In 2011, Mr. Ma got a taste of how his ambitions could rub shareholders and regulators in the wrong direction. Quietly, he took over Alibaba’s payment service Alipay and angered one of Alibaba’s largest investors, Yahoo. Mr. Ma said the move was necessary under new Chinese regulations. Alipay later became Ant Group.

“He was encouraged by the Alipay transfer,” said Duncan Clark, who has known Mr. Ma since 1999 and is chairman of the consulting firm BDA China. “He somehow got away with it.”

As Alibaba grew, Mr. Ma was courted by presidents and movie stars, but also by a larger group of Chinese entrepreneurs. This “echo chamber” may have distorted Mr. Ma’s ideas about himself and his standing in the government, said Mr. Clark.

Otherwise, he might have seen the writing on the wall, especially since Mr. Xi has urged private companies to work more closely with the state.

When Mr. Ma resigned as chairman of Alibaba in 2019, a comment in the official Communist Party newspaper stated, “There is no so-called Jack Ma era – only Jack Ma as part of that era.”

China’s leaders need the private sector to sustain economic growth. Nor do they want entrepreneurs to undermine the party’s dominance in society.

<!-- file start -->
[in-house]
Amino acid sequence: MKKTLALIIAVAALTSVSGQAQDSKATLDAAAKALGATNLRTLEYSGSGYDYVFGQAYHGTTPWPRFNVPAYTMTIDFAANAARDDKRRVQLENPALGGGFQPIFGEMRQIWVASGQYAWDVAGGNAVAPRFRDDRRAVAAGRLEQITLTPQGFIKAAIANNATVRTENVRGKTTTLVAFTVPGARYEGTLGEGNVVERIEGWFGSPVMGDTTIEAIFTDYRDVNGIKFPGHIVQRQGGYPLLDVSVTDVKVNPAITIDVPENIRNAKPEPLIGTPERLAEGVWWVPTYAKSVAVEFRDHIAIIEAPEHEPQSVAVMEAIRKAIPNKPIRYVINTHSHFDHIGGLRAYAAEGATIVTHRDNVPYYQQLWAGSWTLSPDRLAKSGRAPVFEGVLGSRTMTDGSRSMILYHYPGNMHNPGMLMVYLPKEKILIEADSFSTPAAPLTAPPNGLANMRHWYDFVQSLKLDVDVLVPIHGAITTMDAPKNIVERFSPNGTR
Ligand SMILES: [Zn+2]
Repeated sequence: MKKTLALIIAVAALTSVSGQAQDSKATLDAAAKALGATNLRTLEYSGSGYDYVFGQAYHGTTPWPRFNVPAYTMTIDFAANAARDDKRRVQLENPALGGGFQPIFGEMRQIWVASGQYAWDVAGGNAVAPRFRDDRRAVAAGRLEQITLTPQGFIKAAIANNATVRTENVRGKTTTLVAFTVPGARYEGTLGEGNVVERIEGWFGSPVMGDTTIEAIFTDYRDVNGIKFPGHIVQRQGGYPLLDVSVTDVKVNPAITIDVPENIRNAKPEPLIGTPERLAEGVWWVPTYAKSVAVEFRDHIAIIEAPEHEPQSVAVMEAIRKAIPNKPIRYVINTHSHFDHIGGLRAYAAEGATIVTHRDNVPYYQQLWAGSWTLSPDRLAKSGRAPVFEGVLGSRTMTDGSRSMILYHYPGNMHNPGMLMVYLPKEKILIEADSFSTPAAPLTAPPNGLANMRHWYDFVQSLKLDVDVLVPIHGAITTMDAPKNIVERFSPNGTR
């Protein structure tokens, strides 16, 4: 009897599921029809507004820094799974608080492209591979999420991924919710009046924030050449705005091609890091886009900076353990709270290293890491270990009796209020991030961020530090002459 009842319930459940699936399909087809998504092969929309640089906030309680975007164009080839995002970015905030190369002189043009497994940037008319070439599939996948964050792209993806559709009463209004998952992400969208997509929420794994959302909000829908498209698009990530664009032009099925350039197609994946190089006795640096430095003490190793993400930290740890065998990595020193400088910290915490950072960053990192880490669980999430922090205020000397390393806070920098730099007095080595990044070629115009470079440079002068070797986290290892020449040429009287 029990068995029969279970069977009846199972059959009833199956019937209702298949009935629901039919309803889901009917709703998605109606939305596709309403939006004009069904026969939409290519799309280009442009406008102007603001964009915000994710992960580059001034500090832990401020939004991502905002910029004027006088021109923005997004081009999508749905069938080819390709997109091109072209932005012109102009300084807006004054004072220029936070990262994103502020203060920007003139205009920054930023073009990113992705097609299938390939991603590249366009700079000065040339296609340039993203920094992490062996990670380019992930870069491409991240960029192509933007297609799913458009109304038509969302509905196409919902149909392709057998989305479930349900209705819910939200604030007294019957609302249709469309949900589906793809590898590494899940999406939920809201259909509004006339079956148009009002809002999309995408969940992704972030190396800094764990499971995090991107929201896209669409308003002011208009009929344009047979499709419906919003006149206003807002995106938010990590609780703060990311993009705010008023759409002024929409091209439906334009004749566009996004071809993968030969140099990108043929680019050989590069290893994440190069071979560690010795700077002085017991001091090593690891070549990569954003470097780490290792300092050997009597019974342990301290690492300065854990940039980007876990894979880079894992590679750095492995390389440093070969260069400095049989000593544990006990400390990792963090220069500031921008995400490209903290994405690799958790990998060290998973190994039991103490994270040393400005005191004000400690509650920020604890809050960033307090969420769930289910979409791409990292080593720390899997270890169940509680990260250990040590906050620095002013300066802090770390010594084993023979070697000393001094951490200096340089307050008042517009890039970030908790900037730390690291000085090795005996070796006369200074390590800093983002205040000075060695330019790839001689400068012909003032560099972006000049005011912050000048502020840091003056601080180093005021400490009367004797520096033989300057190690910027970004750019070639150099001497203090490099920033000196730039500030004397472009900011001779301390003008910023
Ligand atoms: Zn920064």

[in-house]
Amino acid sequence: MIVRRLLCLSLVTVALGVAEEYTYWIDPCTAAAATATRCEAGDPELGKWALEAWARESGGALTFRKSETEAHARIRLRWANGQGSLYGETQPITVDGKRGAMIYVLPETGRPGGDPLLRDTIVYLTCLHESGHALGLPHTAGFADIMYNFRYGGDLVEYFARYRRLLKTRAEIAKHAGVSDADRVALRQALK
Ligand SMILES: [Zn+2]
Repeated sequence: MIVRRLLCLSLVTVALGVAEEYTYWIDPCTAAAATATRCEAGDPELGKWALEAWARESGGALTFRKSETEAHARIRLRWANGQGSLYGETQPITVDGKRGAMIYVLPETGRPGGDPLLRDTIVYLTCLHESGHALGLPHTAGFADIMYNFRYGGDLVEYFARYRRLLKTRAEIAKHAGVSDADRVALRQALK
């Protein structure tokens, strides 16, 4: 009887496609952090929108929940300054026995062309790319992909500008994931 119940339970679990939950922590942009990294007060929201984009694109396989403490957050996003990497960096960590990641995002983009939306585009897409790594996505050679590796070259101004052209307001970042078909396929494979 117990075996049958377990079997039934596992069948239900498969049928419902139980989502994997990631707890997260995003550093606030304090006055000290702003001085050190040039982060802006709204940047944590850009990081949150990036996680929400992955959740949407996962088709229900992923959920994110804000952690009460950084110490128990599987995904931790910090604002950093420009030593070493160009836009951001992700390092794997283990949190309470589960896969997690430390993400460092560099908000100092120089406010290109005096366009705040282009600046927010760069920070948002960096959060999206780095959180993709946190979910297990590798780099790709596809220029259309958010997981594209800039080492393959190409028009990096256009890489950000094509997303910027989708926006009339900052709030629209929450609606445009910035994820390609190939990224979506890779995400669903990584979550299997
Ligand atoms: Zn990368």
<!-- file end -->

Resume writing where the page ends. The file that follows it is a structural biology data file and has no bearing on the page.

Last October, while Ant was preparing to go public, Mr. Ma spoke at a conference in Shanghai and criticized China’s financial regulators. He had long seen Ant as a means of disrupting the country’s major state banks. But there could hardly have been a less favorable moment to get to the point. The officials discontinued Ant’s stock listing shortly afterwards.

In China, “it’s hard to say that the emperor is out of clothes these days,” said Kellee S. Tsai, a political scientist at Hong Kong University of Science and Technology.

Mr. Ma has also largely disappeared in his company. In January, he showed up on an internal chat group to answer a business question, according to a person who had seen the message but was not authorized to speak publicly. The staff later shared the message from Mr. Ma to calm nervous colleagues.

Recently, the Shanghai Research Group Hurun Report estimated that for the first time in three years, Mr. Ma was not one of the three richest people in China. The country’s new number one was Zhong Shanshan, the reluctant boss of both a bottled water giant and a pharmaceutical company.

When his water company went public last year, Mr. Zhong was so little known that Chinese news of his sudden wealth had to explain to readers how to pronounce the obscure Chinese character in his name.